But don't get fooled into thinking that there's some new conservative movement out there.  There isn't.  The only kind of movements that are populated entirely by paid staffers are those movements that still have power but have lost their popular base.  It's a lot like a red Giant; it looks like a star and is in fact bigger than it used to be, but it has lost all its fuel.  


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WTF??? (0.00 / 0)
Patrick Ruffini, one of the smartest consultants on the right, thinks this marks a turning point for the right.  For the first time, he says, Moveon has mobilizes against "the House Republicans and the rightosphere".

MoveOn was born in response to "the House Republicans and the rightosphere" trying to drive Clinton from office and/or bring the whole government to a screeching halt.

Isn't a good lie supposed to contain at least some sliver of truth?

"You know what they say -- those of us who fail history... doomed to repeat it in summer school." -- Buffy The Vampire Slayer, Season 6, Episode 3


And wasn't Ruffini part of Rudy's campaign? (0.00 / 0)


[ Parent ]
Mostly. (0.00 / 0)
A movement that is of by and for the (selfish segment of) the extremely wealthy doesn't need a popular base to quite the same extent that a movement of by and for the people does.  Comparisons between American Right and Left involve a lot of apples to oranges, because the architecture of their constituency-alliance is so wildly different from the architecture of ours.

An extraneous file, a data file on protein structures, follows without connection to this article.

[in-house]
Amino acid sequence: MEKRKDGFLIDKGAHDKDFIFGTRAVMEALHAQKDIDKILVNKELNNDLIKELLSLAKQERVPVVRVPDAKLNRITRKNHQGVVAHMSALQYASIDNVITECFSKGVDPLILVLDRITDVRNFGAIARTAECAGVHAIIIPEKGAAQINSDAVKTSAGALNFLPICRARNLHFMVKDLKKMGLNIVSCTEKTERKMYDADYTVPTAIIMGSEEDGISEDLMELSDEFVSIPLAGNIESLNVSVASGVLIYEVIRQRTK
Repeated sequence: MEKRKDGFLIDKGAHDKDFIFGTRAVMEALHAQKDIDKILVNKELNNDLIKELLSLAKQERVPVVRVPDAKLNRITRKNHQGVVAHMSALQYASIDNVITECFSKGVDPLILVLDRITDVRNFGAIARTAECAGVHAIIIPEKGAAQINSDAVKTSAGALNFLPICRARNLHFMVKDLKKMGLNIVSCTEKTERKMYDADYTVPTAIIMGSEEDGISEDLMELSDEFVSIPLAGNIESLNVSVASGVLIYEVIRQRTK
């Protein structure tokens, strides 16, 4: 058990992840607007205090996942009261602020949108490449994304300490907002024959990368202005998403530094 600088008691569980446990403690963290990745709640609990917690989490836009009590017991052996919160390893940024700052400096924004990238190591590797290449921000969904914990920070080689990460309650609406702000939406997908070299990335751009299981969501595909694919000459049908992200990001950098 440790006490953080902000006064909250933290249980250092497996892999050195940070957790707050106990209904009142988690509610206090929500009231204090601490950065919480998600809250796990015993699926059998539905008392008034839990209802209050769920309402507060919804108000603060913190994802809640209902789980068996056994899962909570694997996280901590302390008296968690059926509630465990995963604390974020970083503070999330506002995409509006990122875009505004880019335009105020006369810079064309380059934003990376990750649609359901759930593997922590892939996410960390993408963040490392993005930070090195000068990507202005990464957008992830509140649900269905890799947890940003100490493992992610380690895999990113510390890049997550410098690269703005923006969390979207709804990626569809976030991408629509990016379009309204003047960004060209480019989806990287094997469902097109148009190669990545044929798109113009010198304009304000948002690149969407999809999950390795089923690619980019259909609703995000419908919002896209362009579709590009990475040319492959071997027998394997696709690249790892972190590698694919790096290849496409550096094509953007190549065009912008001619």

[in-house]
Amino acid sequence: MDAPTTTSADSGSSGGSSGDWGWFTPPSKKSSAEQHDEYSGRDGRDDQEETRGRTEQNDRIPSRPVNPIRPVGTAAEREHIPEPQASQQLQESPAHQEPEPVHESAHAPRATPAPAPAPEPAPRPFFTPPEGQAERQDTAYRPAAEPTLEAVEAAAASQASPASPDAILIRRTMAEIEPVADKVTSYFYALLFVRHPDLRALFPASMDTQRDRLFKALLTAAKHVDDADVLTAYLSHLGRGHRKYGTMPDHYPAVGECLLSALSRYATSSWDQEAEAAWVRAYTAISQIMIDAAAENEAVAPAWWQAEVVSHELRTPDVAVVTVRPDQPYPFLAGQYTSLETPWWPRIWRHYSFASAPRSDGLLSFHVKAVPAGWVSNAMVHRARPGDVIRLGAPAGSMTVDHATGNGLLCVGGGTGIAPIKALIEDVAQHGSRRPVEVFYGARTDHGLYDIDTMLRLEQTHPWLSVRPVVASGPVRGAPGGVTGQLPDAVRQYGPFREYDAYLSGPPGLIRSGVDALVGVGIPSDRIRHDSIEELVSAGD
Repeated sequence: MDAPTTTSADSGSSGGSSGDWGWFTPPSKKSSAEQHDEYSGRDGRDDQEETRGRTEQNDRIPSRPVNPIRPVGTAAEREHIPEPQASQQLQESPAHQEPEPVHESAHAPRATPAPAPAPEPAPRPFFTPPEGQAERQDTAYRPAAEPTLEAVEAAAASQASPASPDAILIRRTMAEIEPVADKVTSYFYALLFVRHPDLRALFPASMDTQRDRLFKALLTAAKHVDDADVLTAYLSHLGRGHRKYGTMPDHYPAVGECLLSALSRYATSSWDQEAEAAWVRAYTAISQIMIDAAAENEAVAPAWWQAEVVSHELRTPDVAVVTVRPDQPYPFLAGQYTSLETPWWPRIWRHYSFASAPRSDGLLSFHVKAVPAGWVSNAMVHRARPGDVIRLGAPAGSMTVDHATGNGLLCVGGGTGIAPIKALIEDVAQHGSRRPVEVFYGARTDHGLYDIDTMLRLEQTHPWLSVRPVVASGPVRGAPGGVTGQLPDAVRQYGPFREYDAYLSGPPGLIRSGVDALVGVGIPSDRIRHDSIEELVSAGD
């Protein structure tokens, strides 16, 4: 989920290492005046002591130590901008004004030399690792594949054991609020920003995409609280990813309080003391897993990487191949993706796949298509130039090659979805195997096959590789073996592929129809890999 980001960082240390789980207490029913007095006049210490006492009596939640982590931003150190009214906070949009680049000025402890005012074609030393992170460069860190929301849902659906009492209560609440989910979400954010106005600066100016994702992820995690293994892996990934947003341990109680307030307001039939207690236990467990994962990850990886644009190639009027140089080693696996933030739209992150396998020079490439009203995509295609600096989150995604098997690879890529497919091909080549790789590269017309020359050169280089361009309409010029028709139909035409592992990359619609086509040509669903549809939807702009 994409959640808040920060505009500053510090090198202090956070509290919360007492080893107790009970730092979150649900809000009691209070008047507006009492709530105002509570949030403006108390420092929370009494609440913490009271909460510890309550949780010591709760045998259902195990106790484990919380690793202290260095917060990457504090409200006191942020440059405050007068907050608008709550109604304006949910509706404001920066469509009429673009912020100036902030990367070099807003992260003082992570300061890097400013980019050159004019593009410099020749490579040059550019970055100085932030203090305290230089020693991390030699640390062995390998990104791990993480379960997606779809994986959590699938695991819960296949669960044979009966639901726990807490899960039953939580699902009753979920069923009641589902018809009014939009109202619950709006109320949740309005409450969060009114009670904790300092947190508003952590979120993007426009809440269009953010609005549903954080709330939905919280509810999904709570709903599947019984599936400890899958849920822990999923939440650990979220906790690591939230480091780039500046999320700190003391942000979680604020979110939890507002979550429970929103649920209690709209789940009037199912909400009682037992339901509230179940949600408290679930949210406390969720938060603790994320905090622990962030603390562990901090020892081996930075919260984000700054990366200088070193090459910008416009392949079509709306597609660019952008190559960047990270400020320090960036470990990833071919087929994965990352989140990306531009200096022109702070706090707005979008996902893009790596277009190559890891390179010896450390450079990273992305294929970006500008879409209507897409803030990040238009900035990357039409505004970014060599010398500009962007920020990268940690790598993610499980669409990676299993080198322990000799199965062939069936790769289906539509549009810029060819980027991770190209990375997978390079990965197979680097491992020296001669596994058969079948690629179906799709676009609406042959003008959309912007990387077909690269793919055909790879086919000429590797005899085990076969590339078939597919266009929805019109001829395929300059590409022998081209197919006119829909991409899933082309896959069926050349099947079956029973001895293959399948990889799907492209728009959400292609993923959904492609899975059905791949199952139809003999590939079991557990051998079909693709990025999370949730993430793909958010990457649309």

So, a movement made up entirely of paid staffers, as per Powell's memo to the Chamber of Commerce, is actually not that far off from their normal successful model.  It looks really weird to us, but it can work and has worked for them.

Their only grassroots constituencies in my memory have been the Evangelicals, and the white nativists (anti-black, anti-immigrant, anti-UN, anti-elite, anti-gay, pro-war, pro-gun tribal types).  

Have the Republicans ever had a grassroots following for their energy policy?  We have an archetypically grassroots environmental movement; do they have a grassroots pro-industry movement?  I don't think they ever have, and they haven't needed it to kick our asses either.  Their paid staffers put in some calls to James Dobson, Rush Limbaugh, and Mark Halperin, and they disseminate their message through the channels they've built to the audiences who are primed to believe them, despite not really caring about it.  Presto, 40% of the public appears in polling as "pro-drilling," even though not one of them is actually invested in the subject or would ever take a grassroots action to make it happen.

Grassroots action against abortion or immigration, sure.  But they have no grassroots backing whatsoever for most of their policies that involve money, and they've managed to get a lot of what they want anyway.


Shorter version: the Republican party is not a Popular Movement re: economics. (0.00 / 0)
Never has been, and hasn't needed to be to win and deliver.

[ Parent ]
not true (0.00 / 0)
The New Right was a genuine political movement supported by millions of people, largely out of a backlash to the civil rights movement and coordinated through direct mail and DC lobby, and Bush is a New Right politician.  Their base is dying out, but don't be deceived, the right had a popular base.

[ Parent ]
Great analogy (0.00 / 0)
Great analogy, Matt. Looks like a star...